Nicola Peffers’ memoir, Refuge in the Black Deck (Caitlin Press, 2017), tells of the struggles many women face to make it in a “man’s world.” Peffers, an Alberta native hailing from my own hometown of Fort McMurray, gives an honest-to-a-fault description of her time as an Ordinary Seaman in the Canadian Navy. Reading the book, I found myself alongside Peffers as she endured harassment, discrimination and exhaustion aboard the HMCS Winnipeg.
Peffers began her career with high hopes, bright prospects and a desire for camaraderie. Aboard ship, however, she quickly found herself at the bottom of the ladder, washing dishes and stuck with grunt work. The friendships that she assumed would come naturally did not come at all. Fitting in was a constant struggle throughout her time on the Winnipeg, to the extent that she sought comfort from a lukewarm water pump in an empty part of the ship, the “black deck.”
The author’s apt use of imagery and vivid descriptions bring readers right into her life aboard the Winnipeg. I can sense the warmth of the red light as she sleeps in her bunk and taste a sip of the cool, refreshing Kokanee down in the Cave. I imagine the sway of the ship on the waves and the blinding brightness of the sun after so many days below deck.
Yet more than once, the loneliness, extreme exhaustion and sexual harassment that Peffers endured caused my stomach to contract. I felt both empathy and anger. Throughout my reading, I often asked myself how I might have coped in similar circumstances. Would I would have done anything different? In most cases, the answer is no. I found the consistent sexual comments and advances from male crew members both disturbing and disgusting. For example, an intoxicated senior ranking officer asked Peffers if she was a virgin. Peffers, stunned, failed to respond right away and then had to remember her place and respond respectfully rather than say what was actually on her mind. I thought her attitude courageous, even admirable, especially when face to face with superiors.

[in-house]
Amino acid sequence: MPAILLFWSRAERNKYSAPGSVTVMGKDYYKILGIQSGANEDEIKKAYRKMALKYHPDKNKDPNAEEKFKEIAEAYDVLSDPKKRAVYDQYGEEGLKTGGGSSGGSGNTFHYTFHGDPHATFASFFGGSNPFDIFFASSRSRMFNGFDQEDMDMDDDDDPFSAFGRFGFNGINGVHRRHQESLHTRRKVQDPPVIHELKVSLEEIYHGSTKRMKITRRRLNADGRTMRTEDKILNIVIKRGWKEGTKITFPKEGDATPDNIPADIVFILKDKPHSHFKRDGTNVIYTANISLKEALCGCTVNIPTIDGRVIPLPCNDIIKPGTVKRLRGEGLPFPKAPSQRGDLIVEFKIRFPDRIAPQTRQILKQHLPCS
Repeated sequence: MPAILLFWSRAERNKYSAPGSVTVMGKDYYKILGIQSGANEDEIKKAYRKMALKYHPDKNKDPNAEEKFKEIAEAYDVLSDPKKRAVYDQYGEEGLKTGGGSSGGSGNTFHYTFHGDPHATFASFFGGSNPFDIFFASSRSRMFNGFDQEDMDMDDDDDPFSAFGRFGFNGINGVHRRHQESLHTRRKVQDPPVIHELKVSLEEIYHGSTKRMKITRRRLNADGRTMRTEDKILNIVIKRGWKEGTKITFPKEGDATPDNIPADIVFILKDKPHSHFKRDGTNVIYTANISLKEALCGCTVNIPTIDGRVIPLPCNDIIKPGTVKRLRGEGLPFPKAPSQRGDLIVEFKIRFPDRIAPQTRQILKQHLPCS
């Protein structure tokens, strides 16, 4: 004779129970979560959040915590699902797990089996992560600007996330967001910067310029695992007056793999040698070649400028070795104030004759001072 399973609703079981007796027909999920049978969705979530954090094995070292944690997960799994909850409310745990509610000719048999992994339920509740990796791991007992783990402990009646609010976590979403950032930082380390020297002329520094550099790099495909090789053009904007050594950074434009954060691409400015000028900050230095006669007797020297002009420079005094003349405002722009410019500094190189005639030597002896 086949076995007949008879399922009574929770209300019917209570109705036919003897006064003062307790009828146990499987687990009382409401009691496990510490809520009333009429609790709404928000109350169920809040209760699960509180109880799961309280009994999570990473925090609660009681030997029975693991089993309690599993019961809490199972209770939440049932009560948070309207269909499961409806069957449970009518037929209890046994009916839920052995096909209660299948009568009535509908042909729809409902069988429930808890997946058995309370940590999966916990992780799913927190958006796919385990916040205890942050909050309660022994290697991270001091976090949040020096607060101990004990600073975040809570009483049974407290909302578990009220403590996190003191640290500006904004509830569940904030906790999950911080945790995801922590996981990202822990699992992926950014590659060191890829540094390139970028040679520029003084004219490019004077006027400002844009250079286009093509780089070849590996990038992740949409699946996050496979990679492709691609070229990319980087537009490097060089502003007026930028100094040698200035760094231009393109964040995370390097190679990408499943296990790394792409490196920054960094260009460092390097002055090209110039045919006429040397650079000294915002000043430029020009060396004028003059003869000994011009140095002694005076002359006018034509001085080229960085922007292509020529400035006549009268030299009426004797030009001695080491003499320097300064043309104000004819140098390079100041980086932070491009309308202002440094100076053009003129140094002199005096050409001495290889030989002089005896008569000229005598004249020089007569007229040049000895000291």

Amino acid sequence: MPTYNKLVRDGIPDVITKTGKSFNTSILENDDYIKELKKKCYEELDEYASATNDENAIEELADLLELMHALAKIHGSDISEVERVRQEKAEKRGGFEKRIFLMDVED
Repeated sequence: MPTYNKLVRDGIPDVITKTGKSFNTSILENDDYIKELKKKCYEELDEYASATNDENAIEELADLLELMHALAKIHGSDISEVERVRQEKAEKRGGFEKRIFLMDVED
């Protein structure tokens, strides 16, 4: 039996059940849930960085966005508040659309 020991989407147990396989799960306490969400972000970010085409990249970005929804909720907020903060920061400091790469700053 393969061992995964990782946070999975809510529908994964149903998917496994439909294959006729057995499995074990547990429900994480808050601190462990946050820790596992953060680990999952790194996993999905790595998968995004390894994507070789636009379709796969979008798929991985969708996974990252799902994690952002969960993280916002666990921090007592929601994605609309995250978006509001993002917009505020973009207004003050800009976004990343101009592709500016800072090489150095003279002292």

Peffers very honestly discusses her battle with mental illness both throughout and after her service. Misdiagnosed with bipolar disorder, she pushed for a diagnosis of Post-Traumatic Stress Disorder. Society often places a taboo on this disorder, so I applaud Peffers for showing her readers the emotional pain that accompanies an undiagnosed or misdiagnosed illness. If I could ask for anything from this memoir, it would be to further flush out these final few chapters to give readers even more insight into PTSD and how she fought it.
Although Peffers reached a low point aboard the HMCS Winnipeg, my respect for her grew throughout the story. Both her years as an Ordinary Seaman and her memoir are testament to the necessary and ongoing struggle for gender equality.
Part of a series of reviews to accompany Understorey Magazine’s Service Issue.